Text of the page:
RealTime IT News

Monster Signs MTV, ADP Promotional Deals

As online recruiting and recruitment advertising continues to be a hot spot despite the current economic climate, TMP Worldwide is looking to better promote its Monster.com services through alliances with Viacom's MTV Networks unit and payroll outsourcing giant Automatic Data Processing .

Through a multi-platform advertising deal with MTV, Maynard, Mass.-based Monster aims to encourage college students and recent graduates to sign up for its MonsterTRAK service.

Specifically, Monster will broadcast its new "Bunnies" television spot exclusively on MTV's cable network. The 30-second spot -- Monster's first in support of a particular product, rather than centering on building brand awareness -- shows a floor hockey team dressed in bunny costumes and playing in a office cubicle farm.

A voiceover extols the virtues of posting resumes on MonsterTRAK. "Part- time. Full-time. Internships. Just about any job you can imagine," it says. "Except for playing hockey in bunny suits. Those positions have been filled."

The deal also will see MonsterTRAK sponsoring MTV's week-long "Homecoming" special, which features MTV broadcasting from a college campus, with live performances, special guests and shows shot on location. The New York-based media outfit also will host tailgate parties and concerts at other college campuses nationwide.

The alliance with Monster also includes an online sweepstakes, offering a job on a future MTV production. The contest will be promoted on-air.

At the same time, Monster will continue its earlier guerilla marketing efforts (launched last year) at colleges nationwide, placing mobile, branded Internet kiosks that link to the MonsterTRAK site. The kiosks also will be pulled by Land Rovers built in the shape of Monster's mascot, Trumpasaurus.

Spending was not disclosed in the campaign, which represents Monster's largest effort in support of its college-focused offerings since the firm entered the space with the 2000 acquisition of JOBTRAK.com. The company is banking that by throwing advertising dollars behind MonsterTRAK, it will increase its database of college-aged jobseekers, which in turn becomes a greater selling point to recruiters.

Additionally, there's also the thinking that if Monster can grab users at a relatively early age, it can hang onto them throughout the career lifecycle. (The company created ChiefMonster, its executive-level service, shortly after the JOBTRAK acquisition.)

"We are committed to this market as MonsterTRAK provides the critical intern and entry-level component to Monster's 'intern to CEO' strategy," said Steve Pogorzelski, Monster's North American president. "Our relationship with MTV allows us to further expand our reach into this key market and together MonsterTRAK and MTV will reach millions of college students through broadcast, online and grassroots channels."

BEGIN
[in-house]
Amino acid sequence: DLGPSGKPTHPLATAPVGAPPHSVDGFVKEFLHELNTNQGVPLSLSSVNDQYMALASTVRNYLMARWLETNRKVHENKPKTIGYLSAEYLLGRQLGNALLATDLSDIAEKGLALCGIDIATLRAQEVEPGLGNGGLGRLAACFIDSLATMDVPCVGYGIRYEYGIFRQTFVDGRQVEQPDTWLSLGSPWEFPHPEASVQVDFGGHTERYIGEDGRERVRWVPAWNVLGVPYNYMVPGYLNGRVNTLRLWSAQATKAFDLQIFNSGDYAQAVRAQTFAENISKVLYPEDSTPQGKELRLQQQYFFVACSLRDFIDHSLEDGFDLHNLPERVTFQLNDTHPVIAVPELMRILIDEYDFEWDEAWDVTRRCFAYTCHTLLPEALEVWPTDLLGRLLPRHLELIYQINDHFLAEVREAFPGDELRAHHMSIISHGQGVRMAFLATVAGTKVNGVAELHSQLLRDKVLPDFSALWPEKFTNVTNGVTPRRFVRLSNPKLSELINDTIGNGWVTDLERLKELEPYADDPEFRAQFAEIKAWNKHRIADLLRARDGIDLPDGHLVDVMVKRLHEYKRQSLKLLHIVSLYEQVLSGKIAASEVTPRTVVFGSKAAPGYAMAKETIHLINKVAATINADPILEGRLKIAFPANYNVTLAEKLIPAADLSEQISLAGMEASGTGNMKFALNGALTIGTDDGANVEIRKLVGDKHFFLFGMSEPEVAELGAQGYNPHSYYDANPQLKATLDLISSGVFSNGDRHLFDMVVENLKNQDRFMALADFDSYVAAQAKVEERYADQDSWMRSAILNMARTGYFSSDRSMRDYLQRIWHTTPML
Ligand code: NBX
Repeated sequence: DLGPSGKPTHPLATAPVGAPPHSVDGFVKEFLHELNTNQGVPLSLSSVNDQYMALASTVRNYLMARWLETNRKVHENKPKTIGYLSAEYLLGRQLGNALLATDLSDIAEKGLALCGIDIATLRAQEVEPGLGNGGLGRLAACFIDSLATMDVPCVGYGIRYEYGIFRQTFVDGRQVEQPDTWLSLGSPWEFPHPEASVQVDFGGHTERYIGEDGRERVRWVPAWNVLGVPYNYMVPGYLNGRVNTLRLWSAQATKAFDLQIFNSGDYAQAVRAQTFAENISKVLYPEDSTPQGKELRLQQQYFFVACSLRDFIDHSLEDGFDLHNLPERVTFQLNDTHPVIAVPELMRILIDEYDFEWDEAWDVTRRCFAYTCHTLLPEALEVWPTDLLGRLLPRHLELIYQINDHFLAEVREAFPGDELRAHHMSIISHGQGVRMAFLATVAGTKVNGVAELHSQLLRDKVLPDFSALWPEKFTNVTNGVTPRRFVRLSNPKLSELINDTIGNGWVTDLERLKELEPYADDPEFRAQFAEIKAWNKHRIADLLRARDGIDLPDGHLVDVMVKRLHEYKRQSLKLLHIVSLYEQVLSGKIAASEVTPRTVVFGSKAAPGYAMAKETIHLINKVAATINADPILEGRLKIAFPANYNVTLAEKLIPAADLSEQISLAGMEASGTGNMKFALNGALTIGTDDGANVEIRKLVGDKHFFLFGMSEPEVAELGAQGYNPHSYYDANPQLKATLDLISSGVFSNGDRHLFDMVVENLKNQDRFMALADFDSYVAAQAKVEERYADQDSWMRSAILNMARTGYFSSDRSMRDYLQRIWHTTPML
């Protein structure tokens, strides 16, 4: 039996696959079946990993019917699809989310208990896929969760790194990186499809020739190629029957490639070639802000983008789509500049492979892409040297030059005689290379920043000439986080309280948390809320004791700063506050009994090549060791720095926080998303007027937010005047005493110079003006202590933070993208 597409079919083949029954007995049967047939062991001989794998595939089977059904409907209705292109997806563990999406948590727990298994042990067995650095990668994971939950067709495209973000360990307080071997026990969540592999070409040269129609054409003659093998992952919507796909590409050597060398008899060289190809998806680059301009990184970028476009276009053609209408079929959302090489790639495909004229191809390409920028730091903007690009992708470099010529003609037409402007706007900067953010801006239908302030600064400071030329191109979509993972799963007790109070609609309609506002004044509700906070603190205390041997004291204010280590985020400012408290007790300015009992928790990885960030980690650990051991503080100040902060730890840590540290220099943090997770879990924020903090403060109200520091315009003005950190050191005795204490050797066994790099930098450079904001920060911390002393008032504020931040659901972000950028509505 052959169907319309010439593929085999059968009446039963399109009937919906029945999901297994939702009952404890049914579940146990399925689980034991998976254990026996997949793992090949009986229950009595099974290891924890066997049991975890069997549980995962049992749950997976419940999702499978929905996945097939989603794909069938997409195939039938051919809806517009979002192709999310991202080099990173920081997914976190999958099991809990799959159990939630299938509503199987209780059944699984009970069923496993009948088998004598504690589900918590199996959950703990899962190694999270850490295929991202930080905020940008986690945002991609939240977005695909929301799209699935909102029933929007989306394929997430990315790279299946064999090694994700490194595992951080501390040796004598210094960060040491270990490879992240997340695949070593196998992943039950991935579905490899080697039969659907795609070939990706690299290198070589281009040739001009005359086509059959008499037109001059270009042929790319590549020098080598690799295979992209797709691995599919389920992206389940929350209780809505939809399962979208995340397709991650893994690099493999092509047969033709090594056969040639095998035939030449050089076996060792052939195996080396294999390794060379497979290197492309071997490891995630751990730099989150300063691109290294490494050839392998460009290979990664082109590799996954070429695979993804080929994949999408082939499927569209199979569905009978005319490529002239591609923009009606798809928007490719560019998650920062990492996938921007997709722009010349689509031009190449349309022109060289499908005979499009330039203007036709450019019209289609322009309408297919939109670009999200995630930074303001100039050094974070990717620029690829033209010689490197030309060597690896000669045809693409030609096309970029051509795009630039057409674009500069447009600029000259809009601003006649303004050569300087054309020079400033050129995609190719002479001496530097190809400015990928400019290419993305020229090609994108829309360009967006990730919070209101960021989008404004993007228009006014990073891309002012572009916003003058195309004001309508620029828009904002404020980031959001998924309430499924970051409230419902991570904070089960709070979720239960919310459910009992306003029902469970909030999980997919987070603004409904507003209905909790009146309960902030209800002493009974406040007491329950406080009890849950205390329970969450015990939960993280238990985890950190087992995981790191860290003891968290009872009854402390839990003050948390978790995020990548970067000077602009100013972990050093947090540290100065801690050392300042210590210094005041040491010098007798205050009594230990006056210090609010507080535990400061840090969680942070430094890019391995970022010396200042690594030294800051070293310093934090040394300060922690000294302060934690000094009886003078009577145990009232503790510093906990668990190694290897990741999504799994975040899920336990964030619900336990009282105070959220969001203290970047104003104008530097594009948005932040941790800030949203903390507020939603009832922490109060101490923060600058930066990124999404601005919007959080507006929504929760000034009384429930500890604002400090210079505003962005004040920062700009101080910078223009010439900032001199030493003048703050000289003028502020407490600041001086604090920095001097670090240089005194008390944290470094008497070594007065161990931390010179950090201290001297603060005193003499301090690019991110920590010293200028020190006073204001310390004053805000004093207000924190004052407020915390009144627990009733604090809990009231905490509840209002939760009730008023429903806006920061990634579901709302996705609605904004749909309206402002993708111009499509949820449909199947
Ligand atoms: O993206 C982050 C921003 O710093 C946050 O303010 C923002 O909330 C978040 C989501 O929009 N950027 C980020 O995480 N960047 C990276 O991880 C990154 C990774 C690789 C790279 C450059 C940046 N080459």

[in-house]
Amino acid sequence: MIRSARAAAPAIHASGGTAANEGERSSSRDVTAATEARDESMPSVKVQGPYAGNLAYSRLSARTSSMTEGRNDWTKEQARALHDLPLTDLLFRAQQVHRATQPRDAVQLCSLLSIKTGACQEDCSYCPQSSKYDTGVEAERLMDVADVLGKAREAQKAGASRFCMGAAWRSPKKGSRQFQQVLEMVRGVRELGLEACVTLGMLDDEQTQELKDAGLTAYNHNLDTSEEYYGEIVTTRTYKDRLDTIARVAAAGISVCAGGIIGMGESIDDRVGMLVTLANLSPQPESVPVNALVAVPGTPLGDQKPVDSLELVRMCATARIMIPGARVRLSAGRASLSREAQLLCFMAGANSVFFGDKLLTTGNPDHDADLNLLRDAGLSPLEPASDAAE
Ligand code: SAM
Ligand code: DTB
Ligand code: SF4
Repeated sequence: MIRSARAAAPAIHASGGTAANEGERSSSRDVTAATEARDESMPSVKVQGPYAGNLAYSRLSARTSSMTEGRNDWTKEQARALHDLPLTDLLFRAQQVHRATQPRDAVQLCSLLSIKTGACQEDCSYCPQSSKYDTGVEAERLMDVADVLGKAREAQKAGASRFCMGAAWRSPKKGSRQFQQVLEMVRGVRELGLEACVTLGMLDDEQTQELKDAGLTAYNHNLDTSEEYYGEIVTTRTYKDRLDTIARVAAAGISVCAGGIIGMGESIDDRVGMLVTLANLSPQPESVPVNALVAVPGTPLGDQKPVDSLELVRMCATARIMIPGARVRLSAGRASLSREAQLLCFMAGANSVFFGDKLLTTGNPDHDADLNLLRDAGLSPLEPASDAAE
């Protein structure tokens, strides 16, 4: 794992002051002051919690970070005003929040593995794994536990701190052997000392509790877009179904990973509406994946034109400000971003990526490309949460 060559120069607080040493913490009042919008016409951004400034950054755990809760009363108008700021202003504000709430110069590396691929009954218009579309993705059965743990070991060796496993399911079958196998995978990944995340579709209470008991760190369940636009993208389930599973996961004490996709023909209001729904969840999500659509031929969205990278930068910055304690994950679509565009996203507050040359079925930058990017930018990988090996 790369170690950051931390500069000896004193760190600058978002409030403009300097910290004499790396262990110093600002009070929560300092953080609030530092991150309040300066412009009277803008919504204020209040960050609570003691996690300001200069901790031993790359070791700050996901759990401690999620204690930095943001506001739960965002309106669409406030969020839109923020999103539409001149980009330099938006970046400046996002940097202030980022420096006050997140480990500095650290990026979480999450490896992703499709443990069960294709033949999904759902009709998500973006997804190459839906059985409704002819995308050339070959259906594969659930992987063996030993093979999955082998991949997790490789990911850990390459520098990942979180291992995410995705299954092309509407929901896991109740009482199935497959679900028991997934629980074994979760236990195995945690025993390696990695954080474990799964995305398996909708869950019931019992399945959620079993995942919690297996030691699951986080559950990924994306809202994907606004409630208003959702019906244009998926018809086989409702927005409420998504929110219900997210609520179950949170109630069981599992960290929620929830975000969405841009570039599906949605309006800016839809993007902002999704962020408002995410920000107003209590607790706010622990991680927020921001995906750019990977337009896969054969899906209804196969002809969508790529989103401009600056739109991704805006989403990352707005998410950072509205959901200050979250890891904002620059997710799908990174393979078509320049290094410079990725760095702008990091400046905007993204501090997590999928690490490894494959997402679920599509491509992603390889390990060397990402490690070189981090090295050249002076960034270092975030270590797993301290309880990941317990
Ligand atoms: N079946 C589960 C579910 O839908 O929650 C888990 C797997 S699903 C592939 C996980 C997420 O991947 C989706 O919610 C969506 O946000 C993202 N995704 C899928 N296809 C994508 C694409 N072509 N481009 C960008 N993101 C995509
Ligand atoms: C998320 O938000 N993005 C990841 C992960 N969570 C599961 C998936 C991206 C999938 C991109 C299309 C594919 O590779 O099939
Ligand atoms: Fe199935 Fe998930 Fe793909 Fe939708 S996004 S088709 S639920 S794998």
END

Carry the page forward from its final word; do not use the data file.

Meanwhile, Monster is banking that by teaming up in a pilot program with Roseland, N.J.-based data powerhouse ADP, it will more effectively market its flagship recruiting services to human resources managers

That arrangement will have Monster working with one of the largest independent computing services firms in the world: ADP's Employer Services Division offers payroll, benefits, tax management and employee screening services to some 455,000 clients worldwide.

The idea is that combining products will make for a more appealing, all-in-one recruiting and management solution for HR departments. Through the program, ADP will market Monster's services under its own brand, as ADP Recruiting eXpert, as a part of its suite of services.

Further terms of the arrangement were not disclosed.

"This unique pilot program opens up a whole new channel of sales communication, as we will work jointly with ADP in bringing our comprehensive package of online recruiting solutions to leading companies across the nation," Pogorzelski said. "Working with the leading provider of payroll and human resource services is a natural fit and extension for Monster, the leading provider of online recruitment solutions for human resources professionals."

The moves come as competition continues at a fever pitch in the online job listings and recruiting services space, which is expected to grow this year despite the sluggish job market. Monster is fighting for jobseekers and the recruiting dollar with longtime rival HotJobs -- which is now owned by Yahoo!, and which has the advantage of leveraging sizable amounts of online advertising inventory through its new parent.

In recent months, Monster has also introduced new services to compete in the job listings space for local, hourly workers -- an area dominated by local newspapers, who themselves are increasingly moving online. Additionally, national newspapers like The New York Times and The Wall Street Journal have begun throwing sizable resources behind their own online job listings in recent months.